• The Cowboys do a lot of similar things to the Jaguars in the passing game off play-action. They will try to leak the tight end out on naked bootlegs or sneak players to the flat behind their offensive line.
• Tavon Austin will be used primarily as a wide receiver (the Rams used him more as a running back last year) in the screen game, end-arounds and jet sweeps. He will also be used as their punt returner and is dangerous in space.
• The Cowboys will run the read option, but Prescott has been far more willing to keep the ball himself in red-zone situations than in other parts of the field. It bears watching, however, whether that tendency changes given the Giants' struggles against quarterbacks on naked bootlegs in their last two games. According to Pro Football Focus, the Cowboys were the best running team in the red zone last season.
• One other special teams note: The Cowboys decided to go away from placekicker Dan Bailey this year, handing the job to 28-year-old Brett Maher. Maher missed his only kick, a 47-yard field goal attempt, wide right in Week 1.
When the Giants have the ball
The Cowboys returned defensive coordinator Rod Marinelli and his 4-3 scheme from last season, but added former Seahawks defensive coordinator Kris Richard to the coaching staff as their defensive backs coach and passing game coordinator. With him onboard, the team plays a lot of single-high coverage with a lot of Cover 3 and Cover 1. They will, however, mix in some two deep safety looks as well.
Up front, the Cowboys will use a lot of twists and stunts to free up their defensive linemen on their way to the quarterback. Last season, the Cowboys forced 119 negative plays, tied for the second most in the NFL with the Jacksonville Jaguars.
Here are some things I saw from the Cowboys-Panthers game film last week:
• Linebacker Sean Lee had an uncharacteristically poor tackling game. You never see Lee miss a tackle but there were a few instances of that last week against Christian McCaffrey and Cam Newton. Lee did not play much in the preseason, so you wonder how much rust he still has to chip off. Jaylon Smith, who the Cowboys have high hopes for, struggled as well.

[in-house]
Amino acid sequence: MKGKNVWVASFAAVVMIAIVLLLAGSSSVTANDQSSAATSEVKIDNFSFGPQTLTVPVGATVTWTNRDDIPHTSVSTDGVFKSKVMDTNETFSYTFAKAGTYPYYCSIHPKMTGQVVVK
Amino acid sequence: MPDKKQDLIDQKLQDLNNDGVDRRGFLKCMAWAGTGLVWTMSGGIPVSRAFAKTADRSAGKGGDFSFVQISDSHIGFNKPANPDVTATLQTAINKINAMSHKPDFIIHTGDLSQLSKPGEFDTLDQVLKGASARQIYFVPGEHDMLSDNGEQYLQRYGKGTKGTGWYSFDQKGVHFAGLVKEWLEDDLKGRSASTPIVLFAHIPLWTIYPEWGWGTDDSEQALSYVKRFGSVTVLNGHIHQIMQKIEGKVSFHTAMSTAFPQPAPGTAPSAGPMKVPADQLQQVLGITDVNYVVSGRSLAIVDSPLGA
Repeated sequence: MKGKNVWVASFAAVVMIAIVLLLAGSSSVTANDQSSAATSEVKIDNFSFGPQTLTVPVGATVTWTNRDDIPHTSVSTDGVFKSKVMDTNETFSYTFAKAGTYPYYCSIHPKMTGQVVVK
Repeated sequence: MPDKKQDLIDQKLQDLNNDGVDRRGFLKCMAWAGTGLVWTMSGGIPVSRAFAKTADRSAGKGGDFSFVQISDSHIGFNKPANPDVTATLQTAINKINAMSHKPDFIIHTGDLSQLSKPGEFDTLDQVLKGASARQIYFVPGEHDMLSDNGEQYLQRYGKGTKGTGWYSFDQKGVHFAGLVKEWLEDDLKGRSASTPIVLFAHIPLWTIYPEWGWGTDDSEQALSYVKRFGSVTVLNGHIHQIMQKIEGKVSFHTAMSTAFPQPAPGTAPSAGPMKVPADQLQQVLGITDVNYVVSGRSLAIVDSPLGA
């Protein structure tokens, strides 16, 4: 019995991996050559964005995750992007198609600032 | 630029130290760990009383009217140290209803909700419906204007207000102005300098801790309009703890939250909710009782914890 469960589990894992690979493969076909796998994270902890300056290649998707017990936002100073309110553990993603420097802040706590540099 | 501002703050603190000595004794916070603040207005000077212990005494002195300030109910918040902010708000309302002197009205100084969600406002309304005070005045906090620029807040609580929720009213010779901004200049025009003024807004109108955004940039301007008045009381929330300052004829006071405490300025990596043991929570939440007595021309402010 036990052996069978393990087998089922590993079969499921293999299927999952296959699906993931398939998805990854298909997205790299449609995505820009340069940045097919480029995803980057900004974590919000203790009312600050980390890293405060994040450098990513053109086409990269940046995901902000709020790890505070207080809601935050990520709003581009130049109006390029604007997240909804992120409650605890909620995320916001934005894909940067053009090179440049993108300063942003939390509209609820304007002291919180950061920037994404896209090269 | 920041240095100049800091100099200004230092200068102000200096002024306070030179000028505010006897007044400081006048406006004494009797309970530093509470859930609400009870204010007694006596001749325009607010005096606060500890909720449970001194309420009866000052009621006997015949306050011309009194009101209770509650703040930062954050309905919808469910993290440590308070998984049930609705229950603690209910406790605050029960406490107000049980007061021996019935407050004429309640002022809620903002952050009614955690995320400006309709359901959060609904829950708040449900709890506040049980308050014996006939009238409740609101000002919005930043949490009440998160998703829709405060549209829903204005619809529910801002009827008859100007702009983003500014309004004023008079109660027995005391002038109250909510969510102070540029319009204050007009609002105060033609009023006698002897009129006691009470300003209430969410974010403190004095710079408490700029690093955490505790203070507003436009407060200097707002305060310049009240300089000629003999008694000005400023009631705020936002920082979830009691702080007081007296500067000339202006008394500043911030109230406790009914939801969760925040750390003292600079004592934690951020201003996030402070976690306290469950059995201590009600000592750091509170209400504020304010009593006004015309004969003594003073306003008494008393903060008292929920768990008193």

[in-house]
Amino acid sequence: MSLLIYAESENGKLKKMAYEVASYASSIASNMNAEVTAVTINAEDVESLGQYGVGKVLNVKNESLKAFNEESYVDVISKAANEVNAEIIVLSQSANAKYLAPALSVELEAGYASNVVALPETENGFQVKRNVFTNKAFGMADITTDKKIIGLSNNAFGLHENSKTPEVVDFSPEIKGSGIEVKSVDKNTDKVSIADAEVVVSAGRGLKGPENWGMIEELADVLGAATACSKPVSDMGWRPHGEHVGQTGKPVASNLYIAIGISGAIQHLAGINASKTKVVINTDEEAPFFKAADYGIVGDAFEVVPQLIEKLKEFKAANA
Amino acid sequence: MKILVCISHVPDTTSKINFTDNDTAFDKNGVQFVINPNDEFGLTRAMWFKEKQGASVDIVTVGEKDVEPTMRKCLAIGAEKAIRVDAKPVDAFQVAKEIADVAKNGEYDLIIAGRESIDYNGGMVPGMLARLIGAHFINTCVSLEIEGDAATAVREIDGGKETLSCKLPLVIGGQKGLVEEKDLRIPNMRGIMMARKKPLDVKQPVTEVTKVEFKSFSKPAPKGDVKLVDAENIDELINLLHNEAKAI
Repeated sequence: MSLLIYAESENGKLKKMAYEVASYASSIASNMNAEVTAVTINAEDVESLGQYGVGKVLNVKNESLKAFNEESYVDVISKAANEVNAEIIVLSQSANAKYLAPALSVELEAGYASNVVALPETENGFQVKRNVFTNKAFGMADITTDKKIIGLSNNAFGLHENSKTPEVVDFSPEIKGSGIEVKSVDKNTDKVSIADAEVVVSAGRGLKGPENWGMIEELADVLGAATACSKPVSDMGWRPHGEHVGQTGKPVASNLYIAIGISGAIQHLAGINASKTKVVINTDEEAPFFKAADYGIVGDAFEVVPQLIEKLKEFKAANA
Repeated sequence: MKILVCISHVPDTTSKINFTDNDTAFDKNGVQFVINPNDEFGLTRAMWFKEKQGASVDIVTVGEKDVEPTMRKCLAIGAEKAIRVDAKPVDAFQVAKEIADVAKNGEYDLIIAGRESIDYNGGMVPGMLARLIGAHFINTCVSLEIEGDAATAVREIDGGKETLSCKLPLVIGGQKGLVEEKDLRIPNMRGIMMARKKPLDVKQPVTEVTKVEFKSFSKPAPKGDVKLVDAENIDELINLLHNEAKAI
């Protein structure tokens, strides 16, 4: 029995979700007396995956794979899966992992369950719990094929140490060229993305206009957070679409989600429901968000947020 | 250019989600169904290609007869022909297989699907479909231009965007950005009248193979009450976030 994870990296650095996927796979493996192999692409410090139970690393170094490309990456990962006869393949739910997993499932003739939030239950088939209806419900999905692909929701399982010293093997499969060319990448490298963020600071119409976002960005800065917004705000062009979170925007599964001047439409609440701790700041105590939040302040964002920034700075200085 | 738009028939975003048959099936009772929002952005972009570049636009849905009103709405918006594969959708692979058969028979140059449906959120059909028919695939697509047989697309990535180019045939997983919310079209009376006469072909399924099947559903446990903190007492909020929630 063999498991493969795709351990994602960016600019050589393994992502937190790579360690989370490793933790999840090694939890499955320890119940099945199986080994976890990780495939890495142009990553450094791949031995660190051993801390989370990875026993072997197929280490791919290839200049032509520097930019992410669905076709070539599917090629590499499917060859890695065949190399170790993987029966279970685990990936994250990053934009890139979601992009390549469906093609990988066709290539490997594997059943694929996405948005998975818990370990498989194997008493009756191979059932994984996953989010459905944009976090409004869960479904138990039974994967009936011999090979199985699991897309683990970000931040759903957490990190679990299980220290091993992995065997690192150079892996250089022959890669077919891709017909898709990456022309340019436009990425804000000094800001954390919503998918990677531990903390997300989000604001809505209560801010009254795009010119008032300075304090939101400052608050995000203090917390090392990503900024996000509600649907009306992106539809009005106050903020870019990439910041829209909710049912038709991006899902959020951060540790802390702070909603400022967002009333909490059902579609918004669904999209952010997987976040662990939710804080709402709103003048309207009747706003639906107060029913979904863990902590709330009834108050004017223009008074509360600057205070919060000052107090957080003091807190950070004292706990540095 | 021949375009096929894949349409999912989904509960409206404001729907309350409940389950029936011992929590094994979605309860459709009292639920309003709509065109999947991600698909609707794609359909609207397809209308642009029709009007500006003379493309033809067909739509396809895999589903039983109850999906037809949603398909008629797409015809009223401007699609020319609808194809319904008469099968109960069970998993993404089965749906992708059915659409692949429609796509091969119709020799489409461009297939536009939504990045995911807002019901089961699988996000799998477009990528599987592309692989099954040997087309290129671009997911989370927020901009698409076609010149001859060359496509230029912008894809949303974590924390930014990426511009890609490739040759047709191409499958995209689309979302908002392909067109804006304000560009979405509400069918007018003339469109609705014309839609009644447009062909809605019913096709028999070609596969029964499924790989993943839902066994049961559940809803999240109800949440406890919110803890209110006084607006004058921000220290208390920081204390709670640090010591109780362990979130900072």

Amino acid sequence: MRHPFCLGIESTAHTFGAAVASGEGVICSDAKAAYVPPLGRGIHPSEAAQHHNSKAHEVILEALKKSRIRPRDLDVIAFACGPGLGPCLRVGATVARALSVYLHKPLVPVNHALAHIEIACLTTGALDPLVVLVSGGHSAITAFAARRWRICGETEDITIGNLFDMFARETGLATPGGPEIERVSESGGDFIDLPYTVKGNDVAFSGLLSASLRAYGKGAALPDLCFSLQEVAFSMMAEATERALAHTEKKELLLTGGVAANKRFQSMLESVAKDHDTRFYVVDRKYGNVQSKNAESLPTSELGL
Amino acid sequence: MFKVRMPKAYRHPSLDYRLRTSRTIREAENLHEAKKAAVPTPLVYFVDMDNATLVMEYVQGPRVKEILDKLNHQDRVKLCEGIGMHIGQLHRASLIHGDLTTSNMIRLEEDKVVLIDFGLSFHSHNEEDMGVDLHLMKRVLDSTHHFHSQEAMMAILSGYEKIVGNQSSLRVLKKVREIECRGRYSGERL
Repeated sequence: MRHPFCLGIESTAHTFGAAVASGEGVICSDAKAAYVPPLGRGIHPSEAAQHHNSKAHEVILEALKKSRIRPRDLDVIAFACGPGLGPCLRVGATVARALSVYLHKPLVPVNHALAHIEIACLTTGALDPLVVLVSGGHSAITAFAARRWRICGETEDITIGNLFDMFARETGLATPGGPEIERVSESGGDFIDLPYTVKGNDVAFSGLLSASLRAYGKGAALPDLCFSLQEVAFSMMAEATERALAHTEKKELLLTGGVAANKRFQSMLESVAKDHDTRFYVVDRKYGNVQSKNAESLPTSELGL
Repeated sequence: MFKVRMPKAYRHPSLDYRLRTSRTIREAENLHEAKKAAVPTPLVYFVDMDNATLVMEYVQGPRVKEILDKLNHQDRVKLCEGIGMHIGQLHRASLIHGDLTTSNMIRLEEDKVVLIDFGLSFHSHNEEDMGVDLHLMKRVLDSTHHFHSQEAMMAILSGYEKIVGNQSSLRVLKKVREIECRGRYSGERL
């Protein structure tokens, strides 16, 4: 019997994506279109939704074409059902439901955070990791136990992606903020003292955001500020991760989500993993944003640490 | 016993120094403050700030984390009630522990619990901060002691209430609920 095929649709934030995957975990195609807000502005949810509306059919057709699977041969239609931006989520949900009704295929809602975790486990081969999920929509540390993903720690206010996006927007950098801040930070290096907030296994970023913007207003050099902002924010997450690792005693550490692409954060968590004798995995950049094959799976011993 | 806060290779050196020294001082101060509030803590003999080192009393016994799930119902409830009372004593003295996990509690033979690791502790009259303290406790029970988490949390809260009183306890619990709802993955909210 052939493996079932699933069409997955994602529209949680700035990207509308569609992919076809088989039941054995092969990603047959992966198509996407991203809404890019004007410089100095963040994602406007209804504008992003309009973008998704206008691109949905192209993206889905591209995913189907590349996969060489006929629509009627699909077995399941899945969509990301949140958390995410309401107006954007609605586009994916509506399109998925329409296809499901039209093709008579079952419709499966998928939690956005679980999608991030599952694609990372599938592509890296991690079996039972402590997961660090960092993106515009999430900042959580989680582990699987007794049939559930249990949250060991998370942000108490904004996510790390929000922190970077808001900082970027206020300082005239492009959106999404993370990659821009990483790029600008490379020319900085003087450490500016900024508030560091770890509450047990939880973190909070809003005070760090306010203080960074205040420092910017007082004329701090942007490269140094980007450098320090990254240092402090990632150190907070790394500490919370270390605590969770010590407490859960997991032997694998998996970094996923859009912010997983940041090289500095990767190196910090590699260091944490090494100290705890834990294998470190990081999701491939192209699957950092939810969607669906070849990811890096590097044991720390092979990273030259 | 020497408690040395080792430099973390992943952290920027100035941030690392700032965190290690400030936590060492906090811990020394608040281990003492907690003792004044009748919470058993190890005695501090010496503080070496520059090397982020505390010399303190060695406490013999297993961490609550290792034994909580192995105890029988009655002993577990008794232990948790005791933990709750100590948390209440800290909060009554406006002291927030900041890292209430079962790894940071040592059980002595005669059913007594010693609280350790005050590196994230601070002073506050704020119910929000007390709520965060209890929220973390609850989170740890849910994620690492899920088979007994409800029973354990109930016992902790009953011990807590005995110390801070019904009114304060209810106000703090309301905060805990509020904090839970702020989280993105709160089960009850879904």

Sean is just a good player. He’s in the right spot. He’s kind of the leader of that defense. He’s does a good job of getting them all lined up. He just kind of smells out some things. He’s around the ball. He gets a lot of tackles. We just got to learn to know where he is. He’s going to be in the linebacker positon. We’ll just get our blocks on him, just be aware of him, and see if we can get him to miss some tackles. Quarterback Eli Manning
• The biggest problem the Cowboys' linebackers and defensive linemen faced in the first half was Cam Newton's running. He ran seven times for 64 yards in the first half on read-options and quarterback keepers. Marinelli preaches to his team to get up the field, and their over-aggression caught them in Week 1. It is something the Giants might be able to take advantage of on Sunday night with some of their playmakers on misdirection plays.
• Demarcus Lawrence is not going to be a one-year wonder. He has a great motor through all four quarters and can win with power, speed and technique at left defensive end. He will be just as much of a challenge as anyone the Jaguars rolled out there in Week One.
Quote Book: “He’s a good player. He’s high energy. He brings it every play. He brings it the whole game, all game long. We just got to know where he is and have a great plan for him. We got to mix up protections, mix up drops, mix up the point of where we’re throwing from, so we’re not always sitting there in the same spot every time, and try to get different ways just to slow him down.” – Eli Manning on Demarcus Lawrence
• Keep an eye on Randy Gregory and whether he is able to play on Sunday. He looked explosive as a situational pass rusher splitting time with Taco Charlton at right end, but had to leave the game with a concussion. He did not practice on Wednesday or Thursday.
• Panthers wide receivers finished with only seven catches for 79 yards against Cowboys cornerbacks. Their group isn't nearly as explosive as the Giants' group outside, so the Panthers fed Christian McCaffrey constantly as he caught six passes on nine targets for 45 yards. The matchups in the secondary will be fun to watch on Sunday.